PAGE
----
On further enquiry, I found the junior-most doctor on service. He was swamped with patients. While watching him interrogate each patient briefly and jot down a prescription, I was reminded of Adithya recounting his health camp experiences at CHC Bangalore. In such a situation, the doctor can spend at most half a minute on diagnosis. It has got to be dehumanizing to treat patients as if they were parts on an assembly line. I managed to speak briefly to the doctor and ask him what planning the Health department did for malaria and other diseases in the monsoon. He looked at me like I was delirious – 'We are here treating patients – that's what we do!' I then asked what would warrant a personal visit by a team of doctors to a village. 'A serious outbreak of diarrhea or something equally contagious and life-threatening' was his reply before he was engulfed by patients again.

Given the lack of progress at Mishrikh, I went to the District Hospital in Sitapur the next day hoping to get more answers. Here, I was luckier – the additional CMO (Chief Medical Officer) and the Deputy CMO were both in the office and the latter was in a chatty mood. He talked about the staffing problems in the district – there was a shortage of at least 30 doctors. Government service and a rural lifestyle cannot compete with the salaries and career growth possible in urban settings. Currently, even C-sections had to performed in the District Hospital as there was no anesthesiologist at the CHC. They were under-equipped for normal times, let alone catastrophic situations. He then went off on a slight rant about how ignorant and lazy villagers were and how hard it was to treat them. These were comments similar to what I heard the past couple of days from private doctors in Qutubnagar – the path of least resistance in this thankless situation seems to be blaming the victims.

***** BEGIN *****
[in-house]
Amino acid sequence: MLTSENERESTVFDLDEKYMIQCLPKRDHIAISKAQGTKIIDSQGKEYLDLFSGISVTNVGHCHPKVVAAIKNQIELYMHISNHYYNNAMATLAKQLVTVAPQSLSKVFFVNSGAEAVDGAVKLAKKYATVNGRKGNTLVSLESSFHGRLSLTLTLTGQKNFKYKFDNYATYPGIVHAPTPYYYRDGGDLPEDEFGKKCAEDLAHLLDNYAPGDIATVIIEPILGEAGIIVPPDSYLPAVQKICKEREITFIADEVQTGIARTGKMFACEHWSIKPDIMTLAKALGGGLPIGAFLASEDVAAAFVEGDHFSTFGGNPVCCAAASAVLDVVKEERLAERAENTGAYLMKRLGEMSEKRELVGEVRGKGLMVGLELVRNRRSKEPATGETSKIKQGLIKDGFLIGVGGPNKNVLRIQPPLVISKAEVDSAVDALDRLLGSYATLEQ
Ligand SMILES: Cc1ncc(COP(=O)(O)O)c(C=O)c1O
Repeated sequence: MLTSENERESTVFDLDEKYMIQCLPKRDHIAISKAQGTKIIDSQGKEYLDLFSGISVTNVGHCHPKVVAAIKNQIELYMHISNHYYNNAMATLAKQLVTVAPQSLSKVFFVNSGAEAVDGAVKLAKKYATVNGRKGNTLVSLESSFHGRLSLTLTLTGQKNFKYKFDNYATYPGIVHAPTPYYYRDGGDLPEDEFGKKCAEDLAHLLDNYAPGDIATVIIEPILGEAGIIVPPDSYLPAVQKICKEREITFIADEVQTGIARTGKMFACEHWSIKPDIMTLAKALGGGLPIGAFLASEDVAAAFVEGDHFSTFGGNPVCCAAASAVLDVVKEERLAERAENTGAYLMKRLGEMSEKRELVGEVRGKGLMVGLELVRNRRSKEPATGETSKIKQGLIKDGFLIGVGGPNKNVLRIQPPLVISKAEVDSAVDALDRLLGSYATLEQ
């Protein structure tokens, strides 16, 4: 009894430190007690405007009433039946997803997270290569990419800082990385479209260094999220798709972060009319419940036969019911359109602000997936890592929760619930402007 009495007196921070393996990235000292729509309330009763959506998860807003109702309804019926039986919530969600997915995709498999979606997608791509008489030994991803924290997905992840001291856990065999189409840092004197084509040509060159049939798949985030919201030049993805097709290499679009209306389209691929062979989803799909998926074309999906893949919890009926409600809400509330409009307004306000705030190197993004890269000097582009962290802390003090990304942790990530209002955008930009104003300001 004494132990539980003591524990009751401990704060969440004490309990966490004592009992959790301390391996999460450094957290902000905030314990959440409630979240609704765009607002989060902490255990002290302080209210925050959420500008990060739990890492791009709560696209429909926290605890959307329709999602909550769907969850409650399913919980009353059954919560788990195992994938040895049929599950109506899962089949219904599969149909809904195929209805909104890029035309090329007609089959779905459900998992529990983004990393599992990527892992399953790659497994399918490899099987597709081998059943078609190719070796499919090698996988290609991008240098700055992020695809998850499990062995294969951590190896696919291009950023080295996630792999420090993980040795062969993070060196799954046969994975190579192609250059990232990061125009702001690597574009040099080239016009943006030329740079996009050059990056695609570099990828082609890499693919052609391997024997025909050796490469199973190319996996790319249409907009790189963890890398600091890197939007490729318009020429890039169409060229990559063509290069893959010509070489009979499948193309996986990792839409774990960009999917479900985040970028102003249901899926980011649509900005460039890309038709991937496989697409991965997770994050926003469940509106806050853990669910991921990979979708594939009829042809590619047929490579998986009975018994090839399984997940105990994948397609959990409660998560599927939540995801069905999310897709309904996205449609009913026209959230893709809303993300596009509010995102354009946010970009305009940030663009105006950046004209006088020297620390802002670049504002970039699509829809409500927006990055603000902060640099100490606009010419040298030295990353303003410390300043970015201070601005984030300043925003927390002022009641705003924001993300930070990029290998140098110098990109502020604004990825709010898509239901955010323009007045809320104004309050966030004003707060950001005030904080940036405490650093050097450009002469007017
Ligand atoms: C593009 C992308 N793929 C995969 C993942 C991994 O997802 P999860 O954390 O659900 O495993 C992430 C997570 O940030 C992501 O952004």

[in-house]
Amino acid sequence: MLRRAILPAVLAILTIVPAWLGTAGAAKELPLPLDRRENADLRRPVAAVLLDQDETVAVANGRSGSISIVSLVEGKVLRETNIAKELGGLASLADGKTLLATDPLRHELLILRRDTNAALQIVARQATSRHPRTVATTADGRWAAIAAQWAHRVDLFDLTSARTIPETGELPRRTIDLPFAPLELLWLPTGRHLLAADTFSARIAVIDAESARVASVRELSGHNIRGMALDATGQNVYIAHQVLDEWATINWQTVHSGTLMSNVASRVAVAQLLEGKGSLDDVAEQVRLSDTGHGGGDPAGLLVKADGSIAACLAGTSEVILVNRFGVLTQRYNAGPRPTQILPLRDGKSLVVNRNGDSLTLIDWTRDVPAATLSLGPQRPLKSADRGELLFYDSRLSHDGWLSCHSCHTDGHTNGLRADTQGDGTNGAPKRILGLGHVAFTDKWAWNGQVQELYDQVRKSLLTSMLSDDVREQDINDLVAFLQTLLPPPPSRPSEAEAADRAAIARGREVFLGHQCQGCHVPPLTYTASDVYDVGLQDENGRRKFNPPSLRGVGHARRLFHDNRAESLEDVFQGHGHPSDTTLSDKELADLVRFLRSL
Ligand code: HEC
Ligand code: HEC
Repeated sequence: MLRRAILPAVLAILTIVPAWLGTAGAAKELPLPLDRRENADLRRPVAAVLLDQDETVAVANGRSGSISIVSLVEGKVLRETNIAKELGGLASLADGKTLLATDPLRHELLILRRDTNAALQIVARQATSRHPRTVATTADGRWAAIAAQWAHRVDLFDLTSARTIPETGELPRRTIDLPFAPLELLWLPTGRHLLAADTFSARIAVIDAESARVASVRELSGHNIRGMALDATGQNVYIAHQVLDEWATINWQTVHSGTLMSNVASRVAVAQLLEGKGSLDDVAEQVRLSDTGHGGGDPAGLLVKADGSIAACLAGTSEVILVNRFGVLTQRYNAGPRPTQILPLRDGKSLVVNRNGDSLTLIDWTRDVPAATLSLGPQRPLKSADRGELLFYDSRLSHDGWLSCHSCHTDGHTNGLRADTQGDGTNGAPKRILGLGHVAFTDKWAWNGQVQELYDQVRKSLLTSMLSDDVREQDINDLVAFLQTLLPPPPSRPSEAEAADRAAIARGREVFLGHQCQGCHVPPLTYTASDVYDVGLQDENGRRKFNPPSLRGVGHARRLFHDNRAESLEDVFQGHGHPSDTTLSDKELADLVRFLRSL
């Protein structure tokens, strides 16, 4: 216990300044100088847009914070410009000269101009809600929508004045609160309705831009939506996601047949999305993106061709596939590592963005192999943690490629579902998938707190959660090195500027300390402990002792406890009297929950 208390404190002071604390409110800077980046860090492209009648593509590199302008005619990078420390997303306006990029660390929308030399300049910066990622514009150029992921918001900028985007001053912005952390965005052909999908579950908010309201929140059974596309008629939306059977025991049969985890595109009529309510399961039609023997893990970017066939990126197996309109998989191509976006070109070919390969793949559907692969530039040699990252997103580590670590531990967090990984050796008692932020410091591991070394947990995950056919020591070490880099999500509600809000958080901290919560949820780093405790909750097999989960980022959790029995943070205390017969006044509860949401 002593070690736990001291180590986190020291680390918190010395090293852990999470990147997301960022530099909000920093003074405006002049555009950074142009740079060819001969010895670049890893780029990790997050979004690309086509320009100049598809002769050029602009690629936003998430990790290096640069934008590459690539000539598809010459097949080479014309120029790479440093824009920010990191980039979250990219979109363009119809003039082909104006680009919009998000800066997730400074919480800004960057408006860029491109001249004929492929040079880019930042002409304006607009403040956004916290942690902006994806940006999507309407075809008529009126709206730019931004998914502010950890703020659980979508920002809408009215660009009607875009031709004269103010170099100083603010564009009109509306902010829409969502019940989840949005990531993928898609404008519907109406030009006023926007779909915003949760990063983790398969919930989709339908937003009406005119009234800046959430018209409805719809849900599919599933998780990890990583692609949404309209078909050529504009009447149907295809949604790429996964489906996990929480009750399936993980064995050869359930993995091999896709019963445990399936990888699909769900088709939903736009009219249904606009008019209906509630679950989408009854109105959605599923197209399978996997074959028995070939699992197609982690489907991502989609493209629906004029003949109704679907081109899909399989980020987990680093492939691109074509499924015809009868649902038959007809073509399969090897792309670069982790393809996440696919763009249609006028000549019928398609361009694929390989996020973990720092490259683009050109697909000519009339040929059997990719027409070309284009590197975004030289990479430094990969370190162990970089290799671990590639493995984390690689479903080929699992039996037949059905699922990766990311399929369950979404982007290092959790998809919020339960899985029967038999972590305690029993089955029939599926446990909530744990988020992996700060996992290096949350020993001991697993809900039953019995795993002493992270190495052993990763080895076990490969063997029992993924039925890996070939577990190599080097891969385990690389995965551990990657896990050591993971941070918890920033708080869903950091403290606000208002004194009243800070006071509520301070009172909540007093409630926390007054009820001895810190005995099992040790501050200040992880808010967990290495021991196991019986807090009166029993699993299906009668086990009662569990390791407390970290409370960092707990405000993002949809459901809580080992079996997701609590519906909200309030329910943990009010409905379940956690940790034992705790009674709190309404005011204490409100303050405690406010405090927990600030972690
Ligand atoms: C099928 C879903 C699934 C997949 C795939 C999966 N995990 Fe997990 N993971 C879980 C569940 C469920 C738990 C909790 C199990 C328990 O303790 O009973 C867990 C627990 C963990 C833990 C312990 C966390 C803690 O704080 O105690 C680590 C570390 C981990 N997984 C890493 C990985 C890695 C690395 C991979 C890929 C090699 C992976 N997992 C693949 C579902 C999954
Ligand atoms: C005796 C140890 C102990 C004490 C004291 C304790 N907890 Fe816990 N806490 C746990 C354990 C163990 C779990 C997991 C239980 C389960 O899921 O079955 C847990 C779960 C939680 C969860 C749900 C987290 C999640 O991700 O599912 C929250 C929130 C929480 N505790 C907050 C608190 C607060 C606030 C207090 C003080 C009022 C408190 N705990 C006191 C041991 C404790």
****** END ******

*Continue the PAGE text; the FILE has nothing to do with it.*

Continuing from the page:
When pushed on health camps, the Deputy CMO said that a team would visit a village only in exceptional circumstances. Usually, there was a good reporting structure in place and news of outbreaks almost always reached them. In fact, in some situations, they had gone to villages and found that the situation there was not as dire as expected. Such visits were detrimental since the team could have spend their time better in the hospital treating the patients who arrived there.

After this discussion, I came to the conclusion that it would be very hard to get a medical team to visit any of the SKMS villages. Other areas in the district were in worse shape – in some blocks, villagers were practically living on the roads as all other areas were flooded. Nevertheless, I communicated this information to the SKMS team and they did try to get a team to visit Kunwarapur.

Two days later, we went to visit Reena and Shammu at Kunwarapur. No medical team had come to assess the situation. But we learnt that, in a nearby village, 7 children had died from diarrheal-related causes the previous day. So much for a good reporting structure...

But given the dire state of the Health system and the realities of rural life here in Sitapur and elsewhere, many such tragedies are in the making...